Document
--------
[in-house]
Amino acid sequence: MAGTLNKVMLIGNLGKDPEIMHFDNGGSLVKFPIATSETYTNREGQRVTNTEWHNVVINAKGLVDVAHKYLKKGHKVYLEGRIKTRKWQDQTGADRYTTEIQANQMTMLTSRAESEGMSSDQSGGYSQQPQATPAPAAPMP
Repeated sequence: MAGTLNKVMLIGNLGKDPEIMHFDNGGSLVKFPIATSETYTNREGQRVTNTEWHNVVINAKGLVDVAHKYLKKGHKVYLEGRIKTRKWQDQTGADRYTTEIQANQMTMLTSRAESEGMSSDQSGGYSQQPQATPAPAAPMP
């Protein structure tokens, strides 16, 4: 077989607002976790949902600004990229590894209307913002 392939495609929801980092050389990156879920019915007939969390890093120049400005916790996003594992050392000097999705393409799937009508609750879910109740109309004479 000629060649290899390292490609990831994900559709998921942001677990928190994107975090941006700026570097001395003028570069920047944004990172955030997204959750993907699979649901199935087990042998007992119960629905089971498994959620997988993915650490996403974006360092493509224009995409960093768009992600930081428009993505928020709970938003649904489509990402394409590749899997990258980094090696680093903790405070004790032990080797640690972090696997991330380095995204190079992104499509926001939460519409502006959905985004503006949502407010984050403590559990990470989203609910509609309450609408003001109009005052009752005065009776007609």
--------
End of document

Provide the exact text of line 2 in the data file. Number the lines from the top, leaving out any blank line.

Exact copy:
Amino acid sequence: MAGTLNKVMLIGNLGKDPEIMHFDNGGSLVKFPIATSETYTNREGQRVTNTEWHNVVINAKGLVDVAHKYLKKGHKVYLEGRIKTRKWQDQTGADRYTTEIQANQMTMLTSRAESEGMSSDQSGGYSQQPQATPAPAAPMP